Some investors look to diversify amid big tech rally -Breaking
By David Randall
NEW YORK/Reuters – Investors are looking for ways to diversify from the technology sector, which is a leader in markets for decades.
The tech stocks rose this year and have helped propel the index to record heights with a 25.1% gain year-to date in 2021.
Investors are concerned that valuations have reached a point where they could be considered to be too high. Google-parent Alphabet (NASDAQ:), for instance, trades at a 12-month forward price-to-earnings ratio of 26.6, compared to a valuation of 21.1 for the S&P 500.
Apple Inc (NASDAQ) has a 26.2 forward earnings value, and the Information Technology sector is up almost 28% this fiscal year with a forward PE of 26.4.
While gains in big technology stocks have boosted the S&P for more than a decade now, their heavy weighting could sink the index if tech falls out of favor. Microsoft (NASDAQ:), Apple and Amazon, Wall Street’s three most valuable companies, account for close to 15% of the S&P 500’s market capitalization, according to Refinitiv Datastream.
Fund managers in last month’s BoFA Global Research Survey named “long tech” as the market’s most crowded trade and had collectively reduced their “overweight” positions in tech stocks to the lowest level since May. The market’s top four most crowded individual stocks are Microsoft, Apple, Alphabet and Amazon, according to a recent analysis by research firm Bernstein, incorporating factors such as institutional ownership and price momentum.
Over the last decade, limiting exposure to tech stocks has had a negative impact on portfolio performance. This makes investors cautious about cutting down too heavily. Still, some are looking to broaden their portfolios to reduce their exposure to the sector’s biggest names.
Natixis Investment Managers Solutions Portfolio Strategist Garret Mellen believes large stocks of technology companies may be susceptible to investors who want to capture profits or move money to other areas. Melton has bought shares in energy and financial companies that he thinks will reap the benefits of rising inflation and an economic recovery.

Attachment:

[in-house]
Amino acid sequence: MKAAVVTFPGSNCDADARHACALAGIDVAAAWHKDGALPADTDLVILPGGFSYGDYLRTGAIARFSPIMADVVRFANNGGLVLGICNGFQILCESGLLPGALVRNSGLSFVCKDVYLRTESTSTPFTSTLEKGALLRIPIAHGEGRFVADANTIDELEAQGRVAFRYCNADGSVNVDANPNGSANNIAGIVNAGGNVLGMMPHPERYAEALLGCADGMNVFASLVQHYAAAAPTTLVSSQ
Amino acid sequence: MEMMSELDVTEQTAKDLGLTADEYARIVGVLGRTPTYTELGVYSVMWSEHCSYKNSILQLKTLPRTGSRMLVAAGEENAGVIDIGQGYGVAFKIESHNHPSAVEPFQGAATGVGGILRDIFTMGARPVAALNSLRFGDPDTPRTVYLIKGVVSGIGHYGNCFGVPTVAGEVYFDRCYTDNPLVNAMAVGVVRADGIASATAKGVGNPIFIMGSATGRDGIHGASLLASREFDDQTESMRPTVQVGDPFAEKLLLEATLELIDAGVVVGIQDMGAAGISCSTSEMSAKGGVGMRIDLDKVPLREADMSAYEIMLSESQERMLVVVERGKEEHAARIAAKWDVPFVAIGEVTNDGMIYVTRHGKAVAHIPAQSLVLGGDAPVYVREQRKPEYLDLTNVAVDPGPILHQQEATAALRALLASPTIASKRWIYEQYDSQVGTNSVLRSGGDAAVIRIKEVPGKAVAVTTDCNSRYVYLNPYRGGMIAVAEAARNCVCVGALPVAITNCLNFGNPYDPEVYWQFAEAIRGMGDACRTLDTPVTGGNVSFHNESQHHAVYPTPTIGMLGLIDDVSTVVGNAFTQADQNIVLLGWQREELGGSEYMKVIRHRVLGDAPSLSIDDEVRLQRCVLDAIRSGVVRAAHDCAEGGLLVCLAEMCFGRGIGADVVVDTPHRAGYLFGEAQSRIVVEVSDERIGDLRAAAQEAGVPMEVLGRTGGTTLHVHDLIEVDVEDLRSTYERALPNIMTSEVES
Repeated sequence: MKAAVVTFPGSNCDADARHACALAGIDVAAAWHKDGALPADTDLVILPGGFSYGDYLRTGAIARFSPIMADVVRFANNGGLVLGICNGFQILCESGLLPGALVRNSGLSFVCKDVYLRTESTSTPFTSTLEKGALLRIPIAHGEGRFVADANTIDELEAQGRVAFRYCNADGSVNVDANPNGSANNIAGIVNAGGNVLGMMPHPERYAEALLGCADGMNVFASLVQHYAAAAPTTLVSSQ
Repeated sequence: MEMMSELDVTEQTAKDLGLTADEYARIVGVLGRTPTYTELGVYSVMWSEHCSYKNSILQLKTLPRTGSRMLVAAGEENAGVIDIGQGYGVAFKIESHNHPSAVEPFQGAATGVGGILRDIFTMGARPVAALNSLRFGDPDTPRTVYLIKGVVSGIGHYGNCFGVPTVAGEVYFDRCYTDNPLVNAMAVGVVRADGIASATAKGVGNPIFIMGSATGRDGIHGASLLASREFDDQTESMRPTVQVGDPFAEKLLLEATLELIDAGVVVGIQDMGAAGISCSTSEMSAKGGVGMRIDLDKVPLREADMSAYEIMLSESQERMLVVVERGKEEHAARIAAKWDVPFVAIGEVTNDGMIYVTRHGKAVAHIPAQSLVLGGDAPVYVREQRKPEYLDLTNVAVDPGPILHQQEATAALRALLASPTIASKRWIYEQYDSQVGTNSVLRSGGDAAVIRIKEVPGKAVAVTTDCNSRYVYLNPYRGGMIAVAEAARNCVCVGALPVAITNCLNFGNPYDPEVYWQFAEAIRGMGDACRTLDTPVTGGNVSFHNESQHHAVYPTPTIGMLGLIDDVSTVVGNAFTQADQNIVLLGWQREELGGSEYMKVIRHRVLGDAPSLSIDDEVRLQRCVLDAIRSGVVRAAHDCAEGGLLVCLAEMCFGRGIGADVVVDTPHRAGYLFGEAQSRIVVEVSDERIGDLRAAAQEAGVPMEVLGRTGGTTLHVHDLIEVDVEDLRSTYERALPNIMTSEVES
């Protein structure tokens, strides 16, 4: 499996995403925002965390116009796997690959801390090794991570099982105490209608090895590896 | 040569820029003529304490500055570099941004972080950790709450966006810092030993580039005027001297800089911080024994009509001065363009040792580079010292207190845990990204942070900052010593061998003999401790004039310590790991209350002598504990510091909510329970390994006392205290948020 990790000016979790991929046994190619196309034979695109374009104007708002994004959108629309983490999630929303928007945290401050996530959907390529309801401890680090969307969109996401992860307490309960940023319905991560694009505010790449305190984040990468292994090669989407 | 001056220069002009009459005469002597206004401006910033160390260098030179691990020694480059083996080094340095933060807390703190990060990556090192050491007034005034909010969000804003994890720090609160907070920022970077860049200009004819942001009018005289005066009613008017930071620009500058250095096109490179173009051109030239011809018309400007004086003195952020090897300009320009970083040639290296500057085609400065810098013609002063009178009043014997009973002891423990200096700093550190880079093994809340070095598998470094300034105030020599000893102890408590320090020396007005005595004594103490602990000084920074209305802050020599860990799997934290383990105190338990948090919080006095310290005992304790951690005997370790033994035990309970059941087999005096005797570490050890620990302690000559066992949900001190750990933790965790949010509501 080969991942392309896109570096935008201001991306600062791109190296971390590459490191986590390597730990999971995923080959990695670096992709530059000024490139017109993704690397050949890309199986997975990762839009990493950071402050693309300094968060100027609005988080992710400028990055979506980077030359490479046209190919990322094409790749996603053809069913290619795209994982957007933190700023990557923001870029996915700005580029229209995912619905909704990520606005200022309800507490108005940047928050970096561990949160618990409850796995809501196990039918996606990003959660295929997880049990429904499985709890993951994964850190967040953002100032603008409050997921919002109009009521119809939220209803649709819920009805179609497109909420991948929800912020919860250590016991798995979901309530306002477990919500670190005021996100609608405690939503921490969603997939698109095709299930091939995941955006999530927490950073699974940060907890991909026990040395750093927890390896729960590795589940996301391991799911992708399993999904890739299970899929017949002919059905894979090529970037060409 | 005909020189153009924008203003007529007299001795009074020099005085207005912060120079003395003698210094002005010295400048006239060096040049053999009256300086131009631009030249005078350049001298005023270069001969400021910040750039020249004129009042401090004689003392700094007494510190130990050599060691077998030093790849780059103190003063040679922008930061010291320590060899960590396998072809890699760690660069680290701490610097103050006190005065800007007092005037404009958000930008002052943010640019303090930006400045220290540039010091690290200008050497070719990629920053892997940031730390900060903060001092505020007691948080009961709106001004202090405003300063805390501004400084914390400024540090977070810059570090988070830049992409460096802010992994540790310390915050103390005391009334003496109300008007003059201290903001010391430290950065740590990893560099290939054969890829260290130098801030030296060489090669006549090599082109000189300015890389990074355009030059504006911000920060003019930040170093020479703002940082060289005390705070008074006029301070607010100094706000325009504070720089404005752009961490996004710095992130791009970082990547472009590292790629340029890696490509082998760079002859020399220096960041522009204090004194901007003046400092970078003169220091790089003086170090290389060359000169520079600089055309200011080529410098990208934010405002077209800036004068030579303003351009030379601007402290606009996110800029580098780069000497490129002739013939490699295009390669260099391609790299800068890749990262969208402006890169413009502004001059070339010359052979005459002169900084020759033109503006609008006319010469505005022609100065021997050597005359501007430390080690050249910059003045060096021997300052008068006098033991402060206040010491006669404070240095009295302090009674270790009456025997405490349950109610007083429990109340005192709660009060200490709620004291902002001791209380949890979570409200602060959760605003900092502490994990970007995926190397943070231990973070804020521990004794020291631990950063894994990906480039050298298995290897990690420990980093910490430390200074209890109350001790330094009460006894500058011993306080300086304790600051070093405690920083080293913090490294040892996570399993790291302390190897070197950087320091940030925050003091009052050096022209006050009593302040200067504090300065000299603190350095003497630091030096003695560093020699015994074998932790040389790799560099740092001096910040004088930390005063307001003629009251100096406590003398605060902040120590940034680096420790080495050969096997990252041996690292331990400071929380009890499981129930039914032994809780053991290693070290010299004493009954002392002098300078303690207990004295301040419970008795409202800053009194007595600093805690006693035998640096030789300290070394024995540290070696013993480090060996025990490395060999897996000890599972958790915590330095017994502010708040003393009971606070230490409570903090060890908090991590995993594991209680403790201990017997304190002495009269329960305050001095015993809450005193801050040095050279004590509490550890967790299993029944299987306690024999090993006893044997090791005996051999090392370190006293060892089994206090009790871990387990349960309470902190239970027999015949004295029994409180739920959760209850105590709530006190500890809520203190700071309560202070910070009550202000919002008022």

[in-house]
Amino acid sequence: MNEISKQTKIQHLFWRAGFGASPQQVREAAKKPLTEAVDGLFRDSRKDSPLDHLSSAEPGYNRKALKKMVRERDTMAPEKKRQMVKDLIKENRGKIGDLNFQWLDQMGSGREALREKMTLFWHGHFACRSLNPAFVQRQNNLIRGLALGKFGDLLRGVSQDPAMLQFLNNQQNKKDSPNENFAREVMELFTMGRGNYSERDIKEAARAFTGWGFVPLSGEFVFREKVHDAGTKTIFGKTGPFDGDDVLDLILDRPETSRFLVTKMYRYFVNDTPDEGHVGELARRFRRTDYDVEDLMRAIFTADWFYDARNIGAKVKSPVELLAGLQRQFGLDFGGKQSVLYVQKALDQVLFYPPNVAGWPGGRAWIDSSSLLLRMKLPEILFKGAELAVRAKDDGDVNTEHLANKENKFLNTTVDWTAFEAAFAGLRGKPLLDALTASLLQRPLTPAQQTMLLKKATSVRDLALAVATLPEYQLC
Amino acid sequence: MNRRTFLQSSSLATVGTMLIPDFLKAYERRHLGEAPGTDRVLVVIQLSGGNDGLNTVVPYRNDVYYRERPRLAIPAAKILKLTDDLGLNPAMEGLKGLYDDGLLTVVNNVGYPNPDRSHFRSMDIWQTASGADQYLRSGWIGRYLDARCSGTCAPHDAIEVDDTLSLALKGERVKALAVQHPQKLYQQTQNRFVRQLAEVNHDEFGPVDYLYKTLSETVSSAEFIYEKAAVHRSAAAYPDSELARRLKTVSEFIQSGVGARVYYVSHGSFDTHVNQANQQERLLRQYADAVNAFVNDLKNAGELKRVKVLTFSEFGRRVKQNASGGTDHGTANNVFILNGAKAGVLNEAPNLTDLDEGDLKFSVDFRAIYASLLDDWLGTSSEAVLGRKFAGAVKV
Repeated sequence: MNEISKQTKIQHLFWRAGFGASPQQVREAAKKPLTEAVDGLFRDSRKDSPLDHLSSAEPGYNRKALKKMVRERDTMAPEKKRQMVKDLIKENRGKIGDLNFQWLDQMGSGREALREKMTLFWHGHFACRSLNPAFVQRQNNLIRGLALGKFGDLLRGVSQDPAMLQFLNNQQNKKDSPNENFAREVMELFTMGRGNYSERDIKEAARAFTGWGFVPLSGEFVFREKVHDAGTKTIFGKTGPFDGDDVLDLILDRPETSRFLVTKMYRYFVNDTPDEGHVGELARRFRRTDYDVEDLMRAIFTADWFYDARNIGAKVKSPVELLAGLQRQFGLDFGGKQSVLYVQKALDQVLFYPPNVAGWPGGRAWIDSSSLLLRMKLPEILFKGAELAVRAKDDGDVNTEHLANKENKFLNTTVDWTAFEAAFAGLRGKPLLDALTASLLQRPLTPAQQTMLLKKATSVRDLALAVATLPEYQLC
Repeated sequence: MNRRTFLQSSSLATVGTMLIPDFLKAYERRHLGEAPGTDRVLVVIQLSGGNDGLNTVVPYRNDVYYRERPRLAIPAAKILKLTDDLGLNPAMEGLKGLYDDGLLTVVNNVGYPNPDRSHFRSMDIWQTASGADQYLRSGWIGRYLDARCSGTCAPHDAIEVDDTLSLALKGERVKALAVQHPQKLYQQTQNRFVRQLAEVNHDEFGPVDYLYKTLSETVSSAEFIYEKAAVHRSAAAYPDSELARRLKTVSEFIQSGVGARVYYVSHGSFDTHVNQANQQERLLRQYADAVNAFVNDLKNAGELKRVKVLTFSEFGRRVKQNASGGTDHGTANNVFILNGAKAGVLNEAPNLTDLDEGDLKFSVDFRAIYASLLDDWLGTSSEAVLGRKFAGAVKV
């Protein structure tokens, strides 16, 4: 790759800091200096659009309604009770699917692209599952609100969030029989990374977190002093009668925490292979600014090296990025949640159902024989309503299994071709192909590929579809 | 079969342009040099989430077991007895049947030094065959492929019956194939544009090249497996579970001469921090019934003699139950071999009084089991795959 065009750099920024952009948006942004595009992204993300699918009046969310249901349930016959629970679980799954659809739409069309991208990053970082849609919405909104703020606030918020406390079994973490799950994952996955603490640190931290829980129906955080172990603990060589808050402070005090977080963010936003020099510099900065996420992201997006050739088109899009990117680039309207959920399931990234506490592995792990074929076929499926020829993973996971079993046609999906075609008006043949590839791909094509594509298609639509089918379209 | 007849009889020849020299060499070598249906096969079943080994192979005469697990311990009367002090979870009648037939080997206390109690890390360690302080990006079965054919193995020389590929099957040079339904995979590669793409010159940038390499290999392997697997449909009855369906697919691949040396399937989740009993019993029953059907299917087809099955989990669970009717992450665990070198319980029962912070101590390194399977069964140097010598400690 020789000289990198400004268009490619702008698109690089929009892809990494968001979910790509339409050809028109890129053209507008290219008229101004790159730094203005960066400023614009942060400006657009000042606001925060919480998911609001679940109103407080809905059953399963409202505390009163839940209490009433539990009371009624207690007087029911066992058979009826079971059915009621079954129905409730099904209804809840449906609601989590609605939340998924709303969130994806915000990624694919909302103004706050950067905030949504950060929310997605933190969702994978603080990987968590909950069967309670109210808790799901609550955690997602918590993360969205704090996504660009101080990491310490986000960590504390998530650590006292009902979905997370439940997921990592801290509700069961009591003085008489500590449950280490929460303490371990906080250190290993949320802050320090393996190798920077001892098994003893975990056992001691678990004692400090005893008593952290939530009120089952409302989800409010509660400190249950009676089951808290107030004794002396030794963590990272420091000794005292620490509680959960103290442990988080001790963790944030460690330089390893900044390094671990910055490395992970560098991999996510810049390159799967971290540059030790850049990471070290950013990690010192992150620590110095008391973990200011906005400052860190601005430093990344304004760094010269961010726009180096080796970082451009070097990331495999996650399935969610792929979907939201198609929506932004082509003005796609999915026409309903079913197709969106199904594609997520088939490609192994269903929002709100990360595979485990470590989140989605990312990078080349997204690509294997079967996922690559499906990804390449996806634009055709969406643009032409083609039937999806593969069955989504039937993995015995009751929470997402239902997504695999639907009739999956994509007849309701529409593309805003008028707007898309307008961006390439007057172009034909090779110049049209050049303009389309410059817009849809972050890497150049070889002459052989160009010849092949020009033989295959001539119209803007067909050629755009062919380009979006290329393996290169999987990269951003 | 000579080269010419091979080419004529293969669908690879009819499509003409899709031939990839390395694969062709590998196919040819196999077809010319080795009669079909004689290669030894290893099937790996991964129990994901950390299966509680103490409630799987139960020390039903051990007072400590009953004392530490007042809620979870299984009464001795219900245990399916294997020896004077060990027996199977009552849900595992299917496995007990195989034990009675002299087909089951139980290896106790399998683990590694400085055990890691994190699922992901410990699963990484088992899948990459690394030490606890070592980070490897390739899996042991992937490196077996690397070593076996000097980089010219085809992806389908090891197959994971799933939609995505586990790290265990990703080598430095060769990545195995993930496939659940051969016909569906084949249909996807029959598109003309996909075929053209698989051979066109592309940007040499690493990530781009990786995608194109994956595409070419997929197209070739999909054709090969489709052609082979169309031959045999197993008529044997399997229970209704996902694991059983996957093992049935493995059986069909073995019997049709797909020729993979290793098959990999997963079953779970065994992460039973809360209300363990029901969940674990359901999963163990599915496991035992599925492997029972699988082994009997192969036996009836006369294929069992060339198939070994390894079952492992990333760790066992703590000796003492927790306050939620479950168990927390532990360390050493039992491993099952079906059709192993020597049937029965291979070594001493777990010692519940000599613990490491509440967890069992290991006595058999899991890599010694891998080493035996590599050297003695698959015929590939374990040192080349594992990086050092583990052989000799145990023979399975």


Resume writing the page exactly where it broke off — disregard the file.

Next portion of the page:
Melson explained that “we’re in the group where the growth rate of the economy is being underestimated this year and next.”
DataTrek Research’s analysts think that the growth of sectors, such as energy and financial companies, will be a boon for big tech stocks in year-end.
“Technology has been a winning group for many years, and we expect it will continue to be so in the future,” they wrote in a Friday report. “But as investors consider where to allocate capital today … we think it likely they will seek out sectors with more exposure to improving economic fundamentals.”
On Friday, the U.S. posted strong employment numbers. The news that a new experimental antiviral drug was in development also helped to brighten the economic outlook. Pfizer (NYSE:). Travel stocks benefited, with the S&P 1500 airlines index climbing 7% on the day. [.N]
Next week’s U.S. consumer prices data will provide investors with insight into the inflation rate.
Janus Henderson portfolio manager Denny Fish said that he has been motivated by high-valued technology sectors and inflation worries to find smaller companies than giants, which will allow him to reap the benefits of larger stock positions.
According to Fish, shares of Atlassian, an Australian software developer company (NASDAQ:) Corp PLC is a bullish stock. Their product management tools “augment Microsoft’s suite of applications,” he stated. Shopify, a Canadian e-commerce firm (NYSE:) Inc) also benefits from Amazon’s expansion, is another company that Fish believes in.
Fish explained that Fish was looking for emerging companies which have greater growth potential than large companies, and that offer rational valuations that can outperform over multiple years.
Many investors continue to be bullish on stocks that are tech-focused, due to their solid earnings history and track record of high growth.
Saira Malik is the chief investment officer at Nuveen for global equity. She’s looking for companies in tech that can benefit from higher inflation, and are not lagging behind the general market rally.
She believes shares of Amazon.com Inc (NASDAQ:), which has trailed the market with an 8% gain this year, will be one such “catch up trade,” powered by growth in e-commerce.
Malik stated, “Now is the time to be selective.”